Voted as Goal of the Season by viewers of ITV’s ‘The Premiership’ during the 2002-2003 season, this was Thierry Henry at his absolute best as Tottenham couldn’t live with him in the North London Derby.

Just over 15 minutes had been played when Henry controlled the ball inside his own half and turned past Matthew Etherington. The Frenchman started running away from Etherington and burst past the centre circle. He had options in Dennis Bergkamp and Sylvain Wiltord but Henry only had one thing on his mind and that was to score.

Drifting away from Stephen Carr and Ledley King, Henry found the space to shoot and beat Kasey Keller to complete one of the greatest solo goals we’ve seen in this classic rivalry. He promptly completed his long-distance run with a long-distance celebration back to his own half to celebrate with the Gunners’ supporters.

Arsenal won 3-0 in a period when they were the class of north London.

Memorable Matches: Manchester City 0-1 Tottenham Hotspur (May 2010)

Goalscorer: Peter Crouch 82

Teams:

Manchester City: Marton Fulop, Pablo Zabaleta, Vincent Kompany, Kolo Toure, Wayne Bridge, Nigel de Jong, Gareth Barry (Patrick Vieira 57), Adam Johnson (Shaun Wright-Phillips 71), Craig Bellamy (Roque Santa Cruz 84), Carlos Tevez, Emmanuel Adebayor

Tottenham Hotspur: Heurelho Gomes, Michael Dawson, Ledley King, Younes Kaboul, Benoit Assou-Ekotto, Tom Huddlestone, Luka Modric (Wilson Palacios 88), Gareth Bale, Aaron Lennon (David Bentley 71), Peter Crouch, Jermain Defoe (Roman Pavlyuchenko 81)

Referee: Steve Bennett, Attendance: 47,370

This was effectively a shootout for a UEFA Champions League qualification spot. Tottenham Hotspur travelled to Eastlands for their penultimate game of the season knowing that a victory would clinch their place in Europe’s premier club competition for the first time since the Champions League had been reformed in 1992. A win for their rivals Manchester City would put them into the driving seat for fourth place going into the final day. The prize was estimated to be worth £30 million.

Roberto Mancini had to rely on ex-Spurs shot-stopper Marton Fulop as his goalkeeper. Injury to Shay Given and with Joe Hart unable to be recalled from his loan period at Birmingham City, it meant the cash-rich club had been forced to ask the Premier League to use the emergency loan system to bring a goalkeeper in. Fulop had been made available after being deemed surplus to requirements by Sunderland.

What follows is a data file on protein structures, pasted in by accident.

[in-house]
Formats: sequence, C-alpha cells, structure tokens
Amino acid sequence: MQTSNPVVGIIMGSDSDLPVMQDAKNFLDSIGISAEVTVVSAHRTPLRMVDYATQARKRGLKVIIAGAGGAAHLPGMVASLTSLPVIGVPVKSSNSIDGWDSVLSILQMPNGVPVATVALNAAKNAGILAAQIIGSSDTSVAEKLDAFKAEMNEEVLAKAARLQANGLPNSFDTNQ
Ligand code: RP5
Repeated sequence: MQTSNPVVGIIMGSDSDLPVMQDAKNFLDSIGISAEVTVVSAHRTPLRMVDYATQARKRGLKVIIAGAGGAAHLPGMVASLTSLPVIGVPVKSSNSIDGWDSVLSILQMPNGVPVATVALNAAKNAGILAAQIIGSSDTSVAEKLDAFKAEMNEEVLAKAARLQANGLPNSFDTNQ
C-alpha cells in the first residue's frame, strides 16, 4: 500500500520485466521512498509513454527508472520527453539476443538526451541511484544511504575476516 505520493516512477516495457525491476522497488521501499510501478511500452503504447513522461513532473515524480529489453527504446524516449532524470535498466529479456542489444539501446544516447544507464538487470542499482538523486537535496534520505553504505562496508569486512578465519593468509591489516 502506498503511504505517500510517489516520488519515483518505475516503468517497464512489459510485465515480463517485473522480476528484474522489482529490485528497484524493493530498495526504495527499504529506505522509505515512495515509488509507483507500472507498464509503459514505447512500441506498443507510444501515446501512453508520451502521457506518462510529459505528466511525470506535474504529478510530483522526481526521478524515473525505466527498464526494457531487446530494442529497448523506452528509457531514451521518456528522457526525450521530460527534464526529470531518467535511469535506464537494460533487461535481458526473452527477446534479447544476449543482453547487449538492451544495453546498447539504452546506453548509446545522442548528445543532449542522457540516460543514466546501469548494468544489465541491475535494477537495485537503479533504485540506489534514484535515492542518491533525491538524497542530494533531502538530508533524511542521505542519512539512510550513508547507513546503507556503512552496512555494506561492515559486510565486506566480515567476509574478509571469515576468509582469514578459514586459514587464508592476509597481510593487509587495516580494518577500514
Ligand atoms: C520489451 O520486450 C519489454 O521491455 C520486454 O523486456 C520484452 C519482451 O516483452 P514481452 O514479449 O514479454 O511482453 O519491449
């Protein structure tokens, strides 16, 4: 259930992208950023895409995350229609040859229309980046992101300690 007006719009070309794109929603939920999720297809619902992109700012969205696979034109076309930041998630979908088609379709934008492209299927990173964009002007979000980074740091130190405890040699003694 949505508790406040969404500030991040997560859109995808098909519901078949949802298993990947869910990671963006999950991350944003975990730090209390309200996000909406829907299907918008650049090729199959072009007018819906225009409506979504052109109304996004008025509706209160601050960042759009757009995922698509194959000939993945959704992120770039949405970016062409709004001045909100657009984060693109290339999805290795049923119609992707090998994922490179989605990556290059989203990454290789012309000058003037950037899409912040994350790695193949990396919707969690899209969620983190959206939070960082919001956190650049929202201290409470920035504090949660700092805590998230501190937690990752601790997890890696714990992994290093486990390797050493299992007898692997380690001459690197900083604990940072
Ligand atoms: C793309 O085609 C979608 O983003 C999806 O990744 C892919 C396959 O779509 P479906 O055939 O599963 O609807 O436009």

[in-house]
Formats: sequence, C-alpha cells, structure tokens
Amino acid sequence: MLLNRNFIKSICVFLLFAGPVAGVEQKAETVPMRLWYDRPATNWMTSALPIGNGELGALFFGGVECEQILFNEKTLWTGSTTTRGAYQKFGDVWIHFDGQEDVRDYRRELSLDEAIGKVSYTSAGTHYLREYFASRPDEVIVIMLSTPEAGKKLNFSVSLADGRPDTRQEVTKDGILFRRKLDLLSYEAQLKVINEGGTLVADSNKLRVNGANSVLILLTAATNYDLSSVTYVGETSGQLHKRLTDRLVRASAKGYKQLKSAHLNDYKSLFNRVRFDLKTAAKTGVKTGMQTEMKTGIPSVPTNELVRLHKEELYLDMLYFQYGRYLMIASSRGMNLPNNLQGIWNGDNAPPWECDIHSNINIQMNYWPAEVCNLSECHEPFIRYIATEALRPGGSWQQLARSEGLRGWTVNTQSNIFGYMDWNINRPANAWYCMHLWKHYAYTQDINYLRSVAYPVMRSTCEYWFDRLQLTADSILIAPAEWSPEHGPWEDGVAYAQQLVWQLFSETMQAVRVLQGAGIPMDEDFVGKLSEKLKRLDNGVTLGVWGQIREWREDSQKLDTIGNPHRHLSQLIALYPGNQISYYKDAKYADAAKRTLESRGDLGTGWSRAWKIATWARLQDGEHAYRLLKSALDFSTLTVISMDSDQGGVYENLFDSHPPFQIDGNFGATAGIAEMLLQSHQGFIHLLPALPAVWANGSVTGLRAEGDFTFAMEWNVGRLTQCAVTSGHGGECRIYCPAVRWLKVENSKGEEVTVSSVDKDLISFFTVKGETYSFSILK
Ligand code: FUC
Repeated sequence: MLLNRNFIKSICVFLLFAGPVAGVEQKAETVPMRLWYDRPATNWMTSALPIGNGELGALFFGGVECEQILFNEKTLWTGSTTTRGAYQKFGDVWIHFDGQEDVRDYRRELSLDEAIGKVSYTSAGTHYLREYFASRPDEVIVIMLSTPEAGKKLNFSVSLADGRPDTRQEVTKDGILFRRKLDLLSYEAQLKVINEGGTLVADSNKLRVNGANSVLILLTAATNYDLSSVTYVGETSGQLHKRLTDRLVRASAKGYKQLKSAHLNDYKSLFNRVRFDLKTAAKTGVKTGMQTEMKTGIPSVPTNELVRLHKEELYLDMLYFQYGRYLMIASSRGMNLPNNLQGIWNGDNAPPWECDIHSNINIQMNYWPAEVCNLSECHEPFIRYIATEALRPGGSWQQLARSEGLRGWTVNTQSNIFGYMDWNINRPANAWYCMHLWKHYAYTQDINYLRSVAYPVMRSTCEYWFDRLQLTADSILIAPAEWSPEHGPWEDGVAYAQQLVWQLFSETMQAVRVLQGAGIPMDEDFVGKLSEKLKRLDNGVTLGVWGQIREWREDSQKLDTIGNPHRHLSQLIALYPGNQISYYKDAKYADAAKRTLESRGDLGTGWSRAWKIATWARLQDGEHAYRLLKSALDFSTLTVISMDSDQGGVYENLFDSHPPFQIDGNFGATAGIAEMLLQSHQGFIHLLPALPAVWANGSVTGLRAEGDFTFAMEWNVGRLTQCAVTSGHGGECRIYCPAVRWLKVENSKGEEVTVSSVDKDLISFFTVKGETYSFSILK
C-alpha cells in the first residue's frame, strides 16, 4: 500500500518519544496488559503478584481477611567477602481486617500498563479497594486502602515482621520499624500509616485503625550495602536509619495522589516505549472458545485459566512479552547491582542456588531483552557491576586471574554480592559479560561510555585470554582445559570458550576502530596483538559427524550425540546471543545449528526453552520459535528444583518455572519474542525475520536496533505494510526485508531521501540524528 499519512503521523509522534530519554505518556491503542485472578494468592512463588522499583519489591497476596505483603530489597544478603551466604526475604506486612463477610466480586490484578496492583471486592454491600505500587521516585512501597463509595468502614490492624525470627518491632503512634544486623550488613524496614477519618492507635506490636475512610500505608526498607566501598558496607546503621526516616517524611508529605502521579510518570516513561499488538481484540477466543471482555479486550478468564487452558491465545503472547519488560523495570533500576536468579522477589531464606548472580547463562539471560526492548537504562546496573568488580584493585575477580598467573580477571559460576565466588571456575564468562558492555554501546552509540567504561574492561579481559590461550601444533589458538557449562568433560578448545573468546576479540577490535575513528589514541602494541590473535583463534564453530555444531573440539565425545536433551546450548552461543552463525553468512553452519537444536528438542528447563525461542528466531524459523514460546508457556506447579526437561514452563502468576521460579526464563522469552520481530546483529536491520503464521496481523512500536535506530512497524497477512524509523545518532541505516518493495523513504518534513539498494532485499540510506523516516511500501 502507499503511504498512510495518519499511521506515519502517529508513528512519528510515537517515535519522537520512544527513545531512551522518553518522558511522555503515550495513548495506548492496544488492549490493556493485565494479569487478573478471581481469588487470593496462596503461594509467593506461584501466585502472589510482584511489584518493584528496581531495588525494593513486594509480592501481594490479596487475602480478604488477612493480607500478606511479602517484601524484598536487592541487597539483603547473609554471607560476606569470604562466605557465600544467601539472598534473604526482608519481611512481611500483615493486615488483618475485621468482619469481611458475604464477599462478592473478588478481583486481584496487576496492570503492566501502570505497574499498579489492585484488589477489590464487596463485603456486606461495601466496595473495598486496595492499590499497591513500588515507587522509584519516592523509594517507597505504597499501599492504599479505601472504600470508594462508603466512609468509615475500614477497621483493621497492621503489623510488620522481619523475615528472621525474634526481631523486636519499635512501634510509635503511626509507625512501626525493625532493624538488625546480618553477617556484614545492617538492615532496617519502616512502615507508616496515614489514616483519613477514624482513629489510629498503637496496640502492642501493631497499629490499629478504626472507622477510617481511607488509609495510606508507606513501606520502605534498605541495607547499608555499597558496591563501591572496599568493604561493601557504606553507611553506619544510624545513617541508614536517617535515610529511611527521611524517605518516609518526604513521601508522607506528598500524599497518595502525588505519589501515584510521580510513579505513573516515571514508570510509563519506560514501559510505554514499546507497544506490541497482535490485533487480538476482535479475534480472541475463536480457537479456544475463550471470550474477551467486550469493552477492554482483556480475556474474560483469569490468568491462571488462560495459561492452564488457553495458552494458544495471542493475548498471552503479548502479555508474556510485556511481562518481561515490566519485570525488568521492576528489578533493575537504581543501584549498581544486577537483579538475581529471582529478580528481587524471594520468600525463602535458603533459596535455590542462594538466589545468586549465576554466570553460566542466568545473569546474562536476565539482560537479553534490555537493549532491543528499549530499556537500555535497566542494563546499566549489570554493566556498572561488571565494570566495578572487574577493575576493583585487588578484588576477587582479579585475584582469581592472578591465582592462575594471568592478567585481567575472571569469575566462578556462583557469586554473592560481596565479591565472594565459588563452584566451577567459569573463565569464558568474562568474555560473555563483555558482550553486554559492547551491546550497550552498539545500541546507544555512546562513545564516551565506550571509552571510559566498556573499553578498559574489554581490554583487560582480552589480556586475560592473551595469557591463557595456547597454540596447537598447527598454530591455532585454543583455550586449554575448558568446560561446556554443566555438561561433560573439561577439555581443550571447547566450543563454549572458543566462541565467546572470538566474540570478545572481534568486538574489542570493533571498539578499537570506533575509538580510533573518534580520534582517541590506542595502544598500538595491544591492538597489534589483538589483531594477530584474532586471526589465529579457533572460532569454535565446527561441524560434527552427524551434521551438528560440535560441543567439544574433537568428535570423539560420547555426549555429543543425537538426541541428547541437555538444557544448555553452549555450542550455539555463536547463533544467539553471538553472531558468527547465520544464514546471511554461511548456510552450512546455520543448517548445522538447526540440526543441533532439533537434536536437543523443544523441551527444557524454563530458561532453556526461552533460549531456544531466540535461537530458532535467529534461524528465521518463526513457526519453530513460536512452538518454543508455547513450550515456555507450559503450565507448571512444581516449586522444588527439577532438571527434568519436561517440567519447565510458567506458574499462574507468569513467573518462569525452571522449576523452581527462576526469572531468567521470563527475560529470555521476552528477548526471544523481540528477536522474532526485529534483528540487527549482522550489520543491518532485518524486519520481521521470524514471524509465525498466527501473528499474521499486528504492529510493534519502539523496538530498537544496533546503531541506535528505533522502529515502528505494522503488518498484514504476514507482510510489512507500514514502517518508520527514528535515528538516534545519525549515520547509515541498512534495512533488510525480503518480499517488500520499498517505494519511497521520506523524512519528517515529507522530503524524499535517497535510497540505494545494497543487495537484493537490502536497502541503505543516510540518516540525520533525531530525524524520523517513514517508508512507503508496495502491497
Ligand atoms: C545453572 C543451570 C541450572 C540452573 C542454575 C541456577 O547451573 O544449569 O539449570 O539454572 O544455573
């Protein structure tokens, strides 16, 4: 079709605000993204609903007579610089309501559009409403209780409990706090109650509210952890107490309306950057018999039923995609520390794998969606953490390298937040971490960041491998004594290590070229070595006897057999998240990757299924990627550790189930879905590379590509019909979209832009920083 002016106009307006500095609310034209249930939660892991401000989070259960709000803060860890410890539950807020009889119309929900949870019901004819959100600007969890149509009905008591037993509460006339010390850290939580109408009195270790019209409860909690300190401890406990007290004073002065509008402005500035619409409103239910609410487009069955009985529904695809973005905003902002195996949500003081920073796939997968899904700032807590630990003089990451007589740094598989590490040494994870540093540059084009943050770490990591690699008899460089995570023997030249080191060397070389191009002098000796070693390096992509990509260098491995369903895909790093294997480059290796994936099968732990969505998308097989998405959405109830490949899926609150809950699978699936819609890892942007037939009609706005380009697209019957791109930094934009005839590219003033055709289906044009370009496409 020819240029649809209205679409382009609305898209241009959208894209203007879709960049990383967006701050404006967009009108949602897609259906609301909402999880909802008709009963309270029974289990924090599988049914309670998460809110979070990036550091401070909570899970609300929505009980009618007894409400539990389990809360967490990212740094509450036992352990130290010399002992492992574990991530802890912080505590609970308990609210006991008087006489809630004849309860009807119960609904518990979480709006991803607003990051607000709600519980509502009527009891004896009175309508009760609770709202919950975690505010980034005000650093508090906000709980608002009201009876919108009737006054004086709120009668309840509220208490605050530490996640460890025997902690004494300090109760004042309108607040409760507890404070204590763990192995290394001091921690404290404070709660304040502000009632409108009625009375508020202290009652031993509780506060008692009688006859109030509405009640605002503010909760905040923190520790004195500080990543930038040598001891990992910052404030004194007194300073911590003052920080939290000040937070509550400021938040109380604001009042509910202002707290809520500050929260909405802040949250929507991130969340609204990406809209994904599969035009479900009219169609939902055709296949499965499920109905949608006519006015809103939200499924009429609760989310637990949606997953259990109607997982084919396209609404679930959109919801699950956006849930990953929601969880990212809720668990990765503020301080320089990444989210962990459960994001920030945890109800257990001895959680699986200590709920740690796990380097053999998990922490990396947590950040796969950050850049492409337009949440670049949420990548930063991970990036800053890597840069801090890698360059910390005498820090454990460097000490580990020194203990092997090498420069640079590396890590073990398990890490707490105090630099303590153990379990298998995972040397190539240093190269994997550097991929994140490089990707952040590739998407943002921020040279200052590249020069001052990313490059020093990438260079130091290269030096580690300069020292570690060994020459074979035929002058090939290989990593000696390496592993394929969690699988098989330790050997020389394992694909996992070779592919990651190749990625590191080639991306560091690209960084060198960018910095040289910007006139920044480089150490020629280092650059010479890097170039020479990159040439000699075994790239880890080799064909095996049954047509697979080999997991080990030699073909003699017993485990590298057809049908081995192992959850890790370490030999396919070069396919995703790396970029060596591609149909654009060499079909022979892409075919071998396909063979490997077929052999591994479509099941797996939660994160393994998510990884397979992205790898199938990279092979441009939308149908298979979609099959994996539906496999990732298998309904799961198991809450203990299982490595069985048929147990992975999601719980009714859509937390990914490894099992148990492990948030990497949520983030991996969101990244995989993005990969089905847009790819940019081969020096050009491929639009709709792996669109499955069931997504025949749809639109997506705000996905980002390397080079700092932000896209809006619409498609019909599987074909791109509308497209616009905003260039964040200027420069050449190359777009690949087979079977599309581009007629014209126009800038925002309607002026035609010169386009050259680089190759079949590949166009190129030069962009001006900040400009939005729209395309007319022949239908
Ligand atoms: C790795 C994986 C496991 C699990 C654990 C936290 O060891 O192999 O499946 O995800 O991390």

He would have a busy evening. Tottenham started the brighter and were by far, the most threatening side. Their first opportunity came in the 18th minute. Peter Crouch smashed a header off the crossbar having met Gareth Bale’s free-kick. Moments later, the visitors’ thought they had taken the lead when Ledley King connected with Bale’s corner and headed home. However, referee Steve Bennett had spotted King was stopping Gareth Barry from jumping fairly, so correctly disallowed the goal.

By contrast, City looked flat. Heurelho Gomes made an early save from Carlos Tevez and also reacted well to his left-hand side when Bale almost inadvertently turned Craig Bellamy’s cross over the line. Into the second half and the pattern didn’t change. Bale was causing huge problems for City’s full-backs in Pablo Zabaleta and Wayne Bridge. He played Jermain Defoe in on 58 minutes but Fulop came to the rescue with a fine save. By this point, Barry had been forced off the pitch by an ankle injury and former Arsenal midfielder Patrick Vieira was brought on as his replacement.

Fulop was in great form. He denied Crouch from close-range, saving his header with his legs. As the game entered the last 10 minutes, it looked like the match was destined to finish goalless when Tottenham finally got the crucial breakthrough. Younes Kaboul made a run into the penalty area, skipping past Craig Bellamy. He fired a shot in from a tight angle. This time, Fulop parried the shot but only into the path of Crouch who was in the right position to head home and send the travelling supporters into exultation.

Spurs had done it. Harry Redknapp had guided them into the UEFA Champions League for the first time. Defeat for Manchester City meant their expensive squad would have to spend the 2010-2011 season playing in the UEFA Europa League. Redknapp’s only final worry was to get soaked with a bucket of water whilst finishing a post-match television interview. It will always remain one of the finest nights Tottenham Hotspur ever experienced in the Premier League.

Premier League Rewind: 17th-20th January 1998